Blog | Thursday, April 5, 2012

On patient satisfaction and the consumer era of medicine


Archives of Internal Medicine is that free journal that keeps coming in my mail and occasionally surprises me with interesting articles. In March they published a study of patient satisfaction and its association with health care utilization, expenditures, and outcomes including death. There was also a great commentary which was equally if not more interesting.

Essentially, they found a statistically significant association between increased patient satisfaction and lower emergency department visits, higher odds of inpatient admission, greater total expenditures and higher mortality.

A few years ago when my wife was in nursing school she had professors that referred to patients as customers, which greatly surprised me and caught me off guard. I consider a customer to be someone who pays for a service or a good that somehow doesn't subject them to great discomfort or put their lives at risk (adrenaline junkies aside).

Having seen more than a few patients undergo 7+3 for AML it's hard to think of patients with leukemia as customers. We continue to hurtle toward a world in which physicians are judged on not necessarily their effectiveness as in preventing, diagnosing, and treating disease but in how many stars they received on a doctor rating website or on a post-discharge mail-in survey.

There are many important places for customer service in the health care system and as a multifaceted industry we should continue to find those places where we can really improve the customer care aspects of the service that we provide.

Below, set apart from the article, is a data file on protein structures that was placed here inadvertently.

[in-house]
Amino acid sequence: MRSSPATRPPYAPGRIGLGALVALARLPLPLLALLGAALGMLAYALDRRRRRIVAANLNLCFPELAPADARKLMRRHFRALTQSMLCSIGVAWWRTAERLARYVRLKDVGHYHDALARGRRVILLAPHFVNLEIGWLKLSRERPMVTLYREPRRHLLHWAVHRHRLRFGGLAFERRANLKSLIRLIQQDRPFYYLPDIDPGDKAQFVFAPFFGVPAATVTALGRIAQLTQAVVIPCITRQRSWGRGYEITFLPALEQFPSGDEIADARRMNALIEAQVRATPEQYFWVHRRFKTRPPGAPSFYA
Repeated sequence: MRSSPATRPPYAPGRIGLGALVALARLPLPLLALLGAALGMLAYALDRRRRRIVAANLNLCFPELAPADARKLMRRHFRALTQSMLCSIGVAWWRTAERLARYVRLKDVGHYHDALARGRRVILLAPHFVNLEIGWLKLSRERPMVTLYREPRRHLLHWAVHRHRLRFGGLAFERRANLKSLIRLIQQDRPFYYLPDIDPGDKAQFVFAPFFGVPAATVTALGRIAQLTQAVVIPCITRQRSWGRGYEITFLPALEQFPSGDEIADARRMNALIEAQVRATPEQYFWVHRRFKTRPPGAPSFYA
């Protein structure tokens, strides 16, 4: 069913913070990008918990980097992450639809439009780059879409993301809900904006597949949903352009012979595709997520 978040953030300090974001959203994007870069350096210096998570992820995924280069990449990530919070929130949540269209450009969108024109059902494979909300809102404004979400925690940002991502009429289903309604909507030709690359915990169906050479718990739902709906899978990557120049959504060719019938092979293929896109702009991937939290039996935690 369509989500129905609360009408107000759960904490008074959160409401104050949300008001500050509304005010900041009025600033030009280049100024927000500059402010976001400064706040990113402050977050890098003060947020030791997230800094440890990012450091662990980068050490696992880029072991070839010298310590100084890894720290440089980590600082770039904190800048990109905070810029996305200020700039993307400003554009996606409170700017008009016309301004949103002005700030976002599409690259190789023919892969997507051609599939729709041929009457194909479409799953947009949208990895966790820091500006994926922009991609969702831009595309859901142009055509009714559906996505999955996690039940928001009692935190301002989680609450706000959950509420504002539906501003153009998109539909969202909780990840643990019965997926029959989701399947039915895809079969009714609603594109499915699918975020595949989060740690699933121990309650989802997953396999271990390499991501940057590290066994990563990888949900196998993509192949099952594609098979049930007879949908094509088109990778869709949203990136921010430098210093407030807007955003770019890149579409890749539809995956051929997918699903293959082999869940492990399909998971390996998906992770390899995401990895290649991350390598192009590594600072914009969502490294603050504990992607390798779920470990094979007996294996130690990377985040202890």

How do we balance expensive, technologically advanced care with cost effective care? How do we balance doing what's right for the customer and doing what's right for the patient's satisfaction? Will my salary be stipulated by how well my patients perceive their care, probably if not definitely? Should patients have the right to find a doctor that they perceive is taking "better care" or is a "better doctor?" How will patients as customers be able to judge if a physician is acting on their behalf to improve their morbidity and mortality versus acting to improve their patient's satisfaction score?

Internists are particular susceptible as "cognitive-risk-modulators." Prostate cancer screening is probably a classic example. An asymptomatic man comes into an office demanding a PSA to screen for prostate cancer. The customer service driven physician may say "Yes of course!" while a more evidenced-based physician would sway the patient away or may refuse. We know that the former situation is associated with an increase in harm but no difference in mortality, is associated with higher cost, and in this micro-vignette is probably associated with increased patient satisfaction.

Food for thought.

Justin Penn, MD, ACP Associate Member, attended medical school at the University of Washington School of Medicine and trained in internal medicine at the University of Rochester, where he is serving as Chief Resident. This post originally appeared at his blog, Musings of an Internist.